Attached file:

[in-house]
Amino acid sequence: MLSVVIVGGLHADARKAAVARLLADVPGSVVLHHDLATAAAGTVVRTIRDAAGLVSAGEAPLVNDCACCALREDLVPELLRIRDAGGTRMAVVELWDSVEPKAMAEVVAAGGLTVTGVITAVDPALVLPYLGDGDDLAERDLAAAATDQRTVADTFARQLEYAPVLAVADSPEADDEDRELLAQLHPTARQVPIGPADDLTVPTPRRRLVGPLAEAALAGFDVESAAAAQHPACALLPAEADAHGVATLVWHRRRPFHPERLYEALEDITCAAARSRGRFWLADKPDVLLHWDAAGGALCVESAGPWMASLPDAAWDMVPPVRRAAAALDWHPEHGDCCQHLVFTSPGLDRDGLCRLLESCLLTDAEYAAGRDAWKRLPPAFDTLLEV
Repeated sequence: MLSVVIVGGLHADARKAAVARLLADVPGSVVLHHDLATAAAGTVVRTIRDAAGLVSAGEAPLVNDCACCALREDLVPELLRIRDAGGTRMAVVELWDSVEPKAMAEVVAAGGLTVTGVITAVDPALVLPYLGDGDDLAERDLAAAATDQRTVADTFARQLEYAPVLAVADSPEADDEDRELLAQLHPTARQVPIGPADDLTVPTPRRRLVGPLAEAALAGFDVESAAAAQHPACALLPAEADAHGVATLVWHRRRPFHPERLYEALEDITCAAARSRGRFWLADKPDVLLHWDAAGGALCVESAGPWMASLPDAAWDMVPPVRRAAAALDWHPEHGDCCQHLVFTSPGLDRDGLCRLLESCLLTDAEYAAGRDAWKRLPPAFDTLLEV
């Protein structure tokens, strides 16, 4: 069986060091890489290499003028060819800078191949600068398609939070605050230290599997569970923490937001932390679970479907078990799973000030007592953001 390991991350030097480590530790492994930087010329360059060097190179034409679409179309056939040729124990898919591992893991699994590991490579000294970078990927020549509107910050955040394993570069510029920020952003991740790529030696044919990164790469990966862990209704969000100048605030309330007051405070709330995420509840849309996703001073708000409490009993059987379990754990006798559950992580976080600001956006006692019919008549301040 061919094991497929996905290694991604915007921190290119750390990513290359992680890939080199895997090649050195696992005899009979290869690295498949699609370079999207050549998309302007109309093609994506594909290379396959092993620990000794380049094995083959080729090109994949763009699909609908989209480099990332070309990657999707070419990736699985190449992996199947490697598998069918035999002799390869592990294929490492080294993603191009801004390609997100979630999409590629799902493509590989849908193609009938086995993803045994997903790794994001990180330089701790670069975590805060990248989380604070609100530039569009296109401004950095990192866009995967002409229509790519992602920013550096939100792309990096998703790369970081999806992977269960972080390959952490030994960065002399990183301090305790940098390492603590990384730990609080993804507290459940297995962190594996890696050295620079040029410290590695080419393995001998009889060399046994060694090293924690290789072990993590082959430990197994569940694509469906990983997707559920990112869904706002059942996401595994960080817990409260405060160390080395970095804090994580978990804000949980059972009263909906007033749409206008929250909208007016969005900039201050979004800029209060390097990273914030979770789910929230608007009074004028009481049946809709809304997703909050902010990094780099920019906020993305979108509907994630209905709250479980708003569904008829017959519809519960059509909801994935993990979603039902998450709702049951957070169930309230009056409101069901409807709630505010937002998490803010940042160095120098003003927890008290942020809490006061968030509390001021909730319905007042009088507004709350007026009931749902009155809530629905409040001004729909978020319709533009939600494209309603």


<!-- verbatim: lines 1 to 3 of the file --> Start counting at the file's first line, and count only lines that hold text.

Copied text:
[in-house]
Amino acid sequence: MLSVVIVGGLHADARKAAVARLLADVPGSVVLHHDLATAAAGTVVRTIRDAAGLVSAGEAPLVNDCACCALREDLVPELLRIRDAGGTRMAVVELWDSVEPKAMAEVVAAGGLTVTGVITAVDPALVLPYLGDGDDLAERDLAAAATDQRTVADTFARQLEYAPVLAVADSPEADDEDRELLAQLHPTARQVPIGPADDLTVPTPRRRLVGPLAEAALAGFDVESAAAAQHPACALLPAEADAHGVATLVWHRRRPFHPERLYEALEDITCAAARSRGRFWLADKPDVLLHWDAAGGALCVESAGPWMASLPDAAWDMVPPVRRAAAALDWHPEHGDCCQHLVFTSPGLDRDGLCRLLESCLLTDAEYAAGRDAWKRLPPAFDTLLEV
Repeated sequence: MLSVVIVGGLHADARKAAVARLLADVPGSVVLHHDLATAAAGTVVRTIRDAAGLVSAGEAPLVNDCACCALREDLVPELLRIRDAGGTRMAVVELWDSVEPKAMAEVVAAGGLTVTGVITAVDPALVLPYLGDGDDLAERDLAAAATDQRTVADTFARQLEYAPVLAVADSPEADDEDRELLAQLHPTARQVPIGPADDLTVPTPRRRLVGPLAEAALAGFDVESAAAAQHPACALLPAEADAHGVATLVWHRRRPFHPERLYEALEDITCAAARSRGRFWLADKPDVLLHWDAAGGALCVESAGPWMASLPDAAWDMVPPVRRAAAALDWHPEHGDCCQHLVFTSPGLDRDGLCRLLESCLLTDAEYAAGRDAWKRLPPAFDTLLEV